Posts In Category

Book Reviews

We interviewed Raphaël Lefèvre about his new book Jihad in the City: Militant Islamism and Contentious Politics in Tripoli, available now. OxPol: What motivated you write your book? Raphaël Lefèvre: I wanted to shed light on a little-known historical event with large contemporary echo: the creation by a militant Islamist movement of an “Islamic Emirate” on the city of Tripoli, Lebanon in 1982-1985. This movement has modern parallels​ with the “Islamic Caliphate” created by ISIS in parts of Iraq and Syria after 2014 and with similar attempts by Al-Qaeda to create “Islamic Emirates” on the territories it has sporadically controlled recently, from Southern Yemen and Northern Mali to Northern Syria. I am not suggesting that the 1982-1985 “Islamic Emirate” in Tripoli …

COVID-19 has hit European citizens dramatically, not only creating a general risk-driven environment with a wide array of economic vulnerabilities but also exposing them to pervasive digital risks, such as biosurveillance, misinformation, and e-democracy algorithmic threats. Over the course of the pandemic, a debate has emerged about the appropriate techno-political response when governments use disease surveillance technologies to tackle the spread of COVID-19. Citizens have pointed out the dichotomy between state-Leviathan cybercontrol and civil liberties. Moreover, the giant technological flagship firms of surveillance capitalism, such as Google, Amazon, and Facebook, have already assumed many functions previously associated with the nation-state, from cartography to the disease surveillance of citizens. But particularly, amidst the AI-driven algorithmic disruption and surveillance capitalism, Smart City Citizenship sheds light on the way citizens …

Anette Idler summarizes some of the findings from her new book Borderland Battles, which reveals how violent non-state groups compete for territorial control, co-operate in illicit cross-border activities and replace the state in exerting governance functions in borderlands. Borderlands are like a magnifying glass on some of the most entrenched security challenges of the world. In unstable regions, border areas attract violent non-state groups ranging from rebels and paramilitaries to criminal organisations who exploit their neglect by central governments. These groups compete for territorial control, cooperate in illicit cross-border activities, and substitute for the governance functions usually associated with the state. Studying the Colombian borderlands where armed conflict and organised crime converge demonstrates that the gap between state-centric views on …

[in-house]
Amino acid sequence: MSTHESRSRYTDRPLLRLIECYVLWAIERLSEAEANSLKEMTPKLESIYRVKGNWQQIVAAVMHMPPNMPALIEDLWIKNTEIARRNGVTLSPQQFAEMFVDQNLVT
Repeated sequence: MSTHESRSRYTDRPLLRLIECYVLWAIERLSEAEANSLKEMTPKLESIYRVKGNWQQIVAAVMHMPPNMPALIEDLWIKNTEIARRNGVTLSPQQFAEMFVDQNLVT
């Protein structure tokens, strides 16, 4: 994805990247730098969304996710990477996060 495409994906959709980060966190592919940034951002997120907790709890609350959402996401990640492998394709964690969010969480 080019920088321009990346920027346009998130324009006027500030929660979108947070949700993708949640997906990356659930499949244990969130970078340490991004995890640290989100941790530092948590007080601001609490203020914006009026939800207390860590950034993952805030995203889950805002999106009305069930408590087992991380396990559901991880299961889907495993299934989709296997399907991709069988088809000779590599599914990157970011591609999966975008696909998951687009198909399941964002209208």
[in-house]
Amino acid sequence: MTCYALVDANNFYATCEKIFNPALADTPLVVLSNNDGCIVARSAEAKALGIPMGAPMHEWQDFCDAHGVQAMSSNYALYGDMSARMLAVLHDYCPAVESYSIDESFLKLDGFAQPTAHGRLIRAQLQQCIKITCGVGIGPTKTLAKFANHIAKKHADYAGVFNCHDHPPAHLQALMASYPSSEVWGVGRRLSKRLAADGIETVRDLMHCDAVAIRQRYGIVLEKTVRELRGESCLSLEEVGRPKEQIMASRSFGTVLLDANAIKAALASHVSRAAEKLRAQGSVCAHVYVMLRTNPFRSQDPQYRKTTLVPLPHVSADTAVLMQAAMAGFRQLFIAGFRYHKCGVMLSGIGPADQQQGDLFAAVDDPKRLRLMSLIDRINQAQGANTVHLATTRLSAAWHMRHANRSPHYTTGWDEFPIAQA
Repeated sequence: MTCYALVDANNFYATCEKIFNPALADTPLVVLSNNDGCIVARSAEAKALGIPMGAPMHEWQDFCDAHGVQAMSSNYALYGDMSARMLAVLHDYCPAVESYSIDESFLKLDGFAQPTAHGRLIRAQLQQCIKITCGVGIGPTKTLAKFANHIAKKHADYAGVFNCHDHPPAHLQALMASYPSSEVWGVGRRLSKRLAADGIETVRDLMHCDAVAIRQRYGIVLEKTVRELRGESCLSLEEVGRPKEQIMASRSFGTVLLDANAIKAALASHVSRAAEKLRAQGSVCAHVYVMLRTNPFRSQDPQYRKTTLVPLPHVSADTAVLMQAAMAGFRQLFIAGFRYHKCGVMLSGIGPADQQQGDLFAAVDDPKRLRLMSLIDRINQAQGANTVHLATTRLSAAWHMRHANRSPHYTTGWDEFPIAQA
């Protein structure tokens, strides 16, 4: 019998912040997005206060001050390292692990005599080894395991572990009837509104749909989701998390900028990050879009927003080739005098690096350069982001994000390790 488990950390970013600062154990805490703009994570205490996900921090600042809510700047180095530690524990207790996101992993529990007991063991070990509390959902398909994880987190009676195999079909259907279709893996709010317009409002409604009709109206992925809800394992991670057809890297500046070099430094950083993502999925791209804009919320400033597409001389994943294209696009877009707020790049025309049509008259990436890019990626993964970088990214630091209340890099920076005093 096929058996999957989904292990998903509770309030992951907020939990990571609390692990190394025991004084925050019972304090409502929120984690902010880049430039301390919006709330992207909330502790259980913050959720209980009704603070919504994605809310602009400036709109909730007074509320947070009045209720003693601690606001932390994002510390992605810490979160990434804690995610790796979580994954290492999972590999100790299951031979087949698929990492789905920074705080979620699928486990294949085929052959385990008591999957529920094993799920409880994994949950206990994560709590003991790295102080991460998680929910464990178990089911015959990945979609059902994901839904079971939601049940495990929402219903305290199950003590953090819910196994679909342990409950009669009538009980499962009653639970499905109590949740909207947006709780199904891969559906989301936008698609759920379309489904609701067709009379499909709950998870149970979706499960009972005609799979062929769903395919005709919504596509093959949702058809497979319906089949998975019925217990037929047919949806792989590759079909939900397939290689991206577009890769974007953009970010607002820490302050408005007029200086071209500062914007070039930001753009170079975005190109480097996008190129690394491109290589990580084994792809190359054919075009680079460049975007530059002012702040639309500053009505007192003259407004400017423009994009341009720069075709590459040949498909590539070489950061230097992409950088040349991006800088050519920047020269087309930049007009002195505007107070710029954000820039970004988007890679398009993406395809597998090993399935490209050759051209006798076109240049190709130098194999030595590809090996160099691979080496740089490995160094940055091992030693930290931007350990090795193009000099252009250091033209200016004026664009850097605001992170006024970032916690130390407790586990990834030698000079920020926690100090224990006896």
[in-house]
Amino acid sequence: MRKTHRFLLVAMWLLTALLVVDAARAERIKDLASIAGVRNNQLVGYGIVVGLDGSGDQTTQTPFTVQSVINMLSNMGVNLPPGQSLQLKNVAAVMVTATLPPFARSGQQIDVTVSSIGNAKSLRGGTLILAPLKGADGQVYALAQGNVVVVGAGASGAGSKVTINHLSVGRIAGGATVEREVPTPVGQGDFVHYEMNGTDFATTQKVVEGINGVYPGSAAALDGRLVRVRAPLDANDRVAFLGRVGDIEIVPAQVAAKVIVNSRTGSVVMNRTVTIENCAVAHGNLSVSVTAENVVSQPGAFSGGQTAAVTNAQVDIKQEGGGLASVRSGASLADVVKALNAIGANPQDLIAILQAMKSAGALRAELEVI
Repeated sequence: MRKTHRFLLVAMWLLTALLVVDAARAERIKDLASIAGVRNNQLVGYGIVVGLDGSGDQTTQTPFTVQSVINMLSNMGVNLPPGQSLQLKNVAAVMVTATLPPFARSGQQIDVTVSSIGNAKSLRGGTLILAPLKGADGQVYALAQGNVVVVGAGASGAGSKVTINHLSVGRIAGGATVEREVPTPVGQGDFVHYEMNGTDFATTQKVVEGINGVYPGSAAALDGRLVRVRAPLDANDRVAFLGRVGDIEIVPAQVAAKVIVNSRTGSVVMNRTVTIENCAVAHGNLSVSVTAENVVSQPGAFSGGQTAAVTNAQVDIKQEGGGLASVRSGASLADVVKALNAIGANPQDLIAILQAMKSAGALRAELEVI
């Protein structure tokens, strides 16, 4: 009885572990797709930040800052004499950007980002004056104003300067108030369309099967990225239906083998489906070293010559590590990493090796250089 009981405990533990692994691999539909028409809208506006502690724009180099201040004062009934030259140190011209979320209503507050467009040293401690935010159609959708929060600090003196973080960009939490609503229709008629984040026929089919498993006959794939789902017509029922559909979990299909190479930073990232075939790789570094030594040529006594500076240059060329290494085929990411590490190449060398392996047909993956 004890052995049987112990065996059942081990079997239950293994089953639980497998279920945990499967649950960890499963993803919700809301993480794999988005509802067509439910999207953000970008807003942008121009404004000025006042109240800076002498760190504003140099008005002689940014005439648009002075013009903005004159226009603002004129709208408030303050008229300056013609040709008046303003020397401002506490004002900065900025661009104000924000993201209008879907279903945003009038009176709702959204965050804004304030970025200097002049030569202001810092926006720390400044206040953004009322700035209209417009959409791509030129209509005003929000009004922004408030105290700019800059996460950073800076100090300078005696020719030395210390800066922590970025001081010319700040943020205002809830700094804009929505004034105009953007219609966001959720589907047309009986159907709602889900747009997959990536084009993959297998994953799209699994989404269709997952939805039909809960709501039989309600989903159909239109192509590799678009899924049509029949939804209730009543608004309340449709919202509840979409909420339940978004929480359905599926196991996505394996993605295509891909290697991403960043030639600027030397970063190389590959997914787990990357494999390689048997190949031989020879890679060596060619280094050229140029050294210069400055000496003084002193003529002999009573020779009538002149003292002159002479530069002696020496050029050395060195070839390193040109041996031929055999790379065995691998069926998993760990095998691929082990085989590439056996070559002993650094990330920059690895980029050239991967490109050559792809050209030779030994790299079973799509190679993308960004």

Photo of sign that reads "polling station".

Some six months before Theresa May called a surprise general election, The Road to Somewhere was published. In it, David Goodhart argues that the old political divide, between left-wingers and right-wingers, has been superseded. The electorate, Goodhart claims, is now better divided between “anywheres” and “somewheres”.  Peter Wiggins looks at the Goodhart argument in the context of the 2017 general election. Of “Anywheres”, “Somewheres” and “Inbetweeners” According to The Road to Somewhere, roughly 25% of the population are “anywheres” – they are mobile, metropolitan, liberal, tolerant, at home wherever they may be, and wary of group attachment. These voters are likely to be highly educated, and they tend to approve of “mass immigration,” subscribing, as Goodhart puts it, to “progressive …

What is the United Nations? What does it do and how does it do what it does? Together with Sam Daws, Natalie Samarasinghe has recently co-edited a leading eight-volume reference text on the United Nations – The SAGE Major Work on the United Nations. It is dedicated to the structures and the role of the UN over the course of its history and at the present juncture. In this Q&A, Natalie Samarasinghe, Executive Director of the United Nations Association (UNA-UK), responds to the questions of Oxford graduate Genevieve Woods.

Democracy in Africa: Successes, Failure and the Struggle for Political Reform testifies to the ability of African states to democratize against the odds. It effectively introduces a framework for understanding how leaders choose to respond to the pressure to liberalise their political systems, covering the recent history of African politics and providing great detail on the return of multiparty politics in Africa since the early 1990s. In this Q&A, Ian Cooper of the Department of Politics and International Studies (POLIS) at the University of Cambridge interviews Professor Nic Cheeseman, Associate Professor of African Politics, Jesus College, University of Oxford, on his recent publication.

Dr Hylke Dijkstra has recently published a new book entitled International Organizations and Military Affairs (Routledge, 2016). This book represents the first comparative study of the politics behind the scenes at the United Nations, NATO and the European Union concerning the use of military force. It is also the result of a research project carried out at the DPIR in Oxford. DPhil candidate Dana Landau interviews him on the most pertinent questions that arise from his work.

This review of Mental Maps in the Era of Détente and the End of the Cold War 1968-1991 is as much sweeping as it is detailed. Jonathan Wright highlights the main arguments each contributor has made to this edited volume dedicated to the thinking that prevailed during the closing decades of the Cold War. How did world leaders think? How did their thinking change and how did this impact the course of the Cold War? On behalf of his co-editor Steven Casey, as well as of each contributing author, Jonathan Wright makes the case that, “The great crises of the twentieth century sometimes allowed leaders even with very different ideologies to find something in common, a shared orientation in their mental maps.”